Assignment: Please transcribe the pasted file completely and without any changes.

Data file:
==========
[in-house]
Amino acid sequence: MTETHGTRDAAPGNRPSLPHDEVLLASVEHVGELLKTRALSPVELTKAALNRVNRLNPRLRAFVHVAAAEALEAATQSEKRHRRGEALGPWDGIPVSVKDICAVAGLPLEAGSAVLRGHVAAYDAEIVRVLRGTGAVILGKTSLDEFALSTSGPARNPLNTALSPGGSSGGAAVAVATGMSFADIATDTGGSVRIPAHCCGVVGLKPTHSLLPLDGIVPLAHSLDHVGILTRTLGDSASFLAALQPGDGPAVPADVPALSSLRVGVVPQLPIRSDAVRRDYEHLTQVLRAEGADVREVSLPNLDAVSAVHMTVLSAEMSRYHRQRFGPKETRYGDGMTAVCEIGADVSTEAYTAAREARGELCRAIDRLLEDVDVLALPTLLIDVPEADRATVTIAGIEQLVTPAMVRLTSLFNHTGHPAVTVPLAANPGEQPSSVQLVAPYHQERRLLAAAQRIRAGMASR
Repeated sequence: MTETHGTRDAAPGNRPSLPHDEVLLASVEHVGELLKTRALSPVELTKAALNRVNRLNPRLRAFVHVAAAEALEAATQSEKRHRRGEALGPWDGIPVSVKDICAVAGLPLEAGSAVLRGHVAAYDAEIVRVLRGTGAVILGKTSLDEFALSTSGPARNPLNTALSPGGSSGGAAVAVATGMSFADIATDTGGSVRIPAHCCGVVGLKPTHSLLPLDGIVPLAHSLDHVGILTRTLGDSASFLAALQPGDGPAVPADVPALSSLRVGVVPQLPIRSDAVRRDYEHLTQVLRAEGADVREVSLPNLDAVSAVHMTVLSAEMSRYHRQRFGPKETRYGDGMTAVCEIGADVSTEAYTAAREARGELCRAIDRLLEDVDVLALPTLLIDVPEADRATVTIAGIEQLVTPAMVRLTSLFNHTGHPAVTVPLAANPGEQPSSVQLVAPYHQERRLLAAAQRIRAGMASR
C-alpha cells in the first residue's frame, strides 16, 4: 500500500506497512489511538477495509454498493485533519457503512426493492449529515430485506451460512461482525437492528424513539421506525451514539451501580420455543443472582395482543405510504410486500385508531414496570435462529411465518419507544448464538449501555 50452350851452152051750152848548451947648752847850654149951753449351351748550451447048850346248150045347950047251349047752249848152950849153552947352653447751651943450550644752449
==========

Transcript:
[in-house]
Amino acid sequence: MTETHGTRDAAPGNRPSLPHDEVLLASVEHVGELLKTRALSPVELTKAALNRVNRLNPRLRAFVHVAAAEALEAATQSEKRHRRGEALGPWDGIPVSVKDICAVAGLPLEAGSAVLRGHVAAYDAEIVRVLRGTGAVILGKTSLDEFALSTSGPARNPLNTALSPGGSSGGAAVAVATGMSFADIATDTGGSVRIPAHCCGVVGLKPTHSLLPLDGIVPLAHSLDHVGILTRTLGDSASFLAALQPGDGPAVPADVPALSSLRVGVVPQLPIRSDAVRRDYEHLTQVLRAEGADVREVSLPNLDAVSAVHMTVLSAEMSRYHRQRFGPKETRYGDGMTAVCEIGADVSTEAYTAAREARGELCRAIDRLLEDVDVLALPTLLIDVPEADRATVTIAGIEQLVTPAMVRLTSLFNHTGHPAVTVPLAANPGEQPSSVQLVAPYHQERRLLAAAQRIRAGMASR
Repeated sequence: MTETHGTRDAAPGNRPSLPHDEVLLASVEHVGELLKTRALSPVELTKAALNRVNRLNPRLRAFVHVAAAEALEAATQSEKRHRRGEALGPWDGIPVSVKDICAVAGLPLEAGSAVLRGHVAAYDAEIVRVLRGTGAVILGKTSLDEFALSTSGPARNPLNTALSPGGSSGGAAVAVATGMSFADIATDTGGSVRIPAHCCGVVGLKPTHSLLPLDGIVPLAHSLDHVGILTRTLGDSASFLAALQPGDGPAVPADVPALSSLRVGVVPQLPIRSDAVRRDYEHLTQVLRAEGADVREVSLPNLDAVSAVHMTVLSAEMSRYHRQRFGPKETRYGDGMTAVCEIGADVSTEAYTAAREARGELCRAIDRLLEDVDVLALPTLLIDVPEADRATVTIAGIEQLVTPAMVRLTSLFNHTGHPAVTVPLAANPGEQPSSVQLVAPYHQERRLLAAAQRIRAGMASR
C-alpha cells in the first residue's frame, strides 16, 4: 500500500506497512489511538477495509454498493485533519457503512426493492449529515430485506451460512461482525437492528424513539421506525451514539451501580420455543443472582395482543405510504410486500385508531414496570435462529411465518419507544448464538449501555 50452350851452152051750152848548451947648752847850654149951753449351351748550451447048850346248150045347950047251349047752249848152950849153552947352653447751651943450550644752449